A photograph of a very guilty looking Jack Russell cross of some sort arrived in my mailbox late last night. It seems he has been named and shamed, having been a sneaky little Scooby. Like all canine creatures he is capable of guilt, but only when caught, and a minor reprimand will not suffice to prevent him from repeating the misdemeanour. I just thought I would extend the publicity his owner clearly sought to warn others who may wish to hang onto their confectionery. I imagine if he could talk he would be sent along to Bagdelvers Anonymous with a prepared script.
Whilst awaiting the call to inform us that the car was ready, I spent some time arranging for the removal of the last of my belongings from Sutherland Place. Andy, who moved us from Morden on 12th November last year (click here to see post), will empty the flat and move the furniture to Graham Road in Wimbledon and the books to Castle Malwood Lodge. Jackie, much better today, began the mammoth task of cataloguing the cards for The Firs Studio, which opens on Saturday.
Early this afternoon we travelled by cab to Ringwood, collected the car, did some shopping, and had fry-ups in Bistro Aroma.
In the early summer of 1943, my Dad may have been on official leave from the army, in which he spent the war years and a couple more. It is he in whose arms I seem to be struggling in photo number 25 of the ‘through the ages’ series. Mum, who was there at the time, assures me that I knew Dad well and was fond of him, so I must just have been distracted as the picture was being taken by my maternal grandfather. It is not every child of those years who had the opportunity to form a relationship with his father. I will always be grateful for that, and for the efforts my parents went to to nurture it.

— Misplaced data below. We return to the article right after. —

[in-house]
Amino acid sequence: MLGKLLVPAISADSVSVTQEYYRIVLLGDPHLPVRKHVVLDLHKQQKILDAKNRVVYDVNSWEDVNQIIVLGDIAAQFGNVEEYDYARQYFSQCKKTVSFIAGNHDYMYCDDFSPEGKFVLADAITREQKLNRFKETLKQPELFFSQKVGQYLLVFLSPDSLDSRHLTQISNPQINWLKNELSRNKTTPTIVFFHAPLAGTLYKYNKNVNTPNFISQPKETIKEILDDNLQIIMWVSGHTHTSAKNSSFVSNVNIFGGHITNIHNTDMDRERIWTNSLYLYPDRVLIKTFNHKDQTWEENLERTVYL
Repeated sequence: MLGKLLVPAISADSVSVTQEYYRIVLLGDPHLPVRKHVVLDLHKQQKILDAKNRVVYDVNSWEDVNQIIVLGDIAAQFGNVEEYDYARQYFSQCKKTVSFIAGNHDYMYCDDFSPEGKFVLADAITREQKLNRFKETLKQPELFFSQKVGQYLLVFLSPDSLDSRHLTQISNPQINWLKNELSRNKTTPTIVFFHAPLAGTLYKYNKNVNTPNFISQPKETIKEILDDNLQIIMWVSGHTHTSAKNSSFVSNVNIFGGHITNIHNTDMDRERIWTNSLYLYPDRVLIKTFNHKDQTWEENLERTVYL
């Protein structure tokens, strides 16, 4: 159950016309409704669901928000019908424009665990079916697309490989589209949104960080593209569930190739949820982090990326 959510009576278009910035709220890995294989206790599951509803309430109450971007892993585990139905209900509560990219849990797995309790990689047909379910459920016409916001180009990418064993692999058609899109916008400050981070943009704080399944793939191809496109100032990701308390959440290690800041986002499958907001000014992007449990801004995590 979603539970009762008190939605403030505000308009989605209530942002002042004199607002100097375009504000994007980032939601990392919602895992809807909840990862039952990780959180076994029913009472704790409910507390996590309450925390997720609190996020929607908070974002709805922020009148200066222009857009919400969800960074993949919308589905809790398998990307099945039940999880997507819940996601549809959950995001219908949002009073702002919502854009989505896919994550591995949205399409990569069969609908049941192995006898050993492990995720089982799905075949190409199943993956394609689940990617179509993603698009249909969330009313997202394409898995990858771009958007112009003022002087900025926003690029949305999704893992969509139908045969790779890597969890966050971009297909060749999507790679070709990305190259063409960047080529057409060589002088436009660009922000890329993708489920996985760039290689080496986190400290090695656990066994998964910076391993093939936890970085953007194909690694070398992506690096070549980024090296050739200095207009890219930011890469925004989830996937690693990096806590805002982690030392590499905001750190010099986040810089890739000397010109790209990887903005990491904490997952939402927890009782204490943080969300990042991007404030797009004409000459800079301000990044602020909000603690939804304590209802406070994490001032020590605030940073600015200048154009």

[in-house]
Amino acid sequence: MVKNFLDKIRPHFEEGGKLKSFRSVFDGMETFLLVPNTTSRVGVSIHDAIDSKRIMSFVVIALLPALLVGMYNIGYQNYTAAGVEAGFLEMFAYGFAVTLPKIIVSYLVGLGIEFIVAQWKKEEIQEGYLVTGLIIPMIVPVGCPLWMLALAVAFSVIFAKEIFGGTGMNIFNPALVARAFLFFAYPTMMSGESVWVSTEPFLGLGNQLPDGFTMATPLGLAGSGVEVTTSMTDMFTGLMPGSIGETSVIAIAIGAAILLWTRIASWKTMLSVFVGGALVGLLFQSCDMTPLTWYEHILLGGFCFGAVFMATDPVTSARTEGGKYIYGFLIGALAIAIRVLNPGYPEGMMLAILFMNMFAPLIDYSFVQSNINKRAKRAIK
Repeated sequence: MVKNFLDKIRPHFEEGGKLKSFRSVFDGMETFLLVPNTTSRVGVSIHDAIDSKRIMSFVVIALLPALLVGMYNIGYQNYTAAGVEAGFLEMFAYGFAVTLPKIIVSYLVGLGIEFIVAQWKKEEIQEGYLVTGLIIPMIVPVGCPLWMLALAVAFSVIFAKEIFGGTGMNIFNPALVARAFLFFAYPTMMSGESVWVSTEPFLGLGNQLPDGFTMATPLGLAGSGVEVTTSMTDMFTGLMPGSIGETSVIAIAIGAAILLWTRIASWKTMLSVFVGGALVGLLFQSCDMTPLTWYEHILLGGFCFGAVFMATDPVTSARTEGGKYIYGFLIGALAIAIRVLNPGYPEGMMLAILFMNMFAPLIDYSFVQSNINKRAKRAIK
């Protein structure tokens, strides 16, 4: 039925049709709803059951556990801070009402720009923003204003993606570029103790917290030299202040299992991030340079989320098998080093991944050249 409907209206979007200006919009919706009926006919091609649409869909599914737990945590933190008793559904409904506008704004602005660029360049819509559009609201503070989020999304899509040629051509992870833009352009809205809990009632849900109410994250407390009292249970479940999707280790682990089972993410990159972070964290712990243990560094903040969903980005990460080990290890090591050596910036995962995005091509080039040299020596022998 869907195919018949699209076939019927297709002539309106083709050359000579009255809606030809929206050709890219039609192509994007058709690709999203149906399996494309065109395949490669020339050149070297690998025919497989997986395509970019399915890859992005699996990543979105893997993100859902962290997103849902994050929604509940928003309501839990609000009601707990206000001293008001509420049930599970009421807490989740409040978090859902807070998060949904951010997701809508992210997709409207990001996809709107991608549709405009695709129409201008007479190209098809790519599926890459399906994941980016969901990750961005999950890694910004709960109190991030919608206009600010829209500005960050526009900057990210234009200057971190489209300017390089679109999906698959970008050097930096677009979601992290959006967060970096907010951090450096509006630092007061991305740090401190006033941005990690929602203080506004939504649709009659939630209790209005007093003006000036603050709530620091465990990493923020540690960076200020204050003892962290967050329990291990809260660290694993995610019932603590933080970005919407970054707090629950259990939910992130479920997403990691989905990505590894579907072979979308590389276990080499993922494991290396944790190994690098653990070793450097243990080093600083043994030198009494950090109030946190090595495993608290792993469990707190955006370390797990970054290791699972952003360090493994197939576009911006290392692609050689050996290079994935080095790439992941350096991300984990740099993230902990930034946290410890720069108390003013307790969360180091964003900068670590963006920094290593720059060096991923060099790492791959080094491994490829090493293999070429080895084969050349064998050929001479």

Grandpa Hunter not only held the camera, but he developed the film and printed the shot in a complicated darkroom process. This of course was long before four year olds like Malachi, his great-great-grandson, who has his own WordPress blog, could take a colour photo with a mobile phone, download it, and post it around the world on the very same day.
My parents met when Dad was billeted next door to Mum’s family in Leicester where they occupied tied housing that went with Grandpa’s job as an engineer for the prison service. It is in the garden of this house that the photograph was taken.
I could only guess at my age and in which of my grandparents’ gardens we were posed. I relied on my mother for clarification. Despite the shoes I was, at less than one year old, not yet walking. This dates the picture.
In the first paragraph of this section of today’s post I say that Dad ‘may have been on official leave…’. He may also have been what the authorities would have called AWOL (Absent Without Leave). Mum tells me he took every opportunity when in England to get home to Mum and me and, later, Chris. This involved nipping off for what she calls ‘a sneaky weekend’. Apparently he found all kinds of means to do this, often involving the railway services. On one occasion when he couldn’t find any sort of train he walked all through the night from ‘somewhere in Yorkshire’ to Leicester for the pleasure. Dad himself has told me about marathon nocturnal walks to Leicester.
Mum’s part in the subterfuge was to keep a lookout for redcaps, as were termed the military police, one of whom was her elder brother Ben. I do hope he isn’t reading this.
I like to imagine that photograph number 25 was made possible by ‘a sneaky weekend’.
Early this evening we made another card which cannot be shown at the moment, since it is for a special birthday.
Sainsbury’s vegetable samosas supplemented Jackie’s tandoori chicken and special fried rice. I finished the Roce des Chevaliers, and Jackie drank Blue Moon which is an American version of Hoegaarden.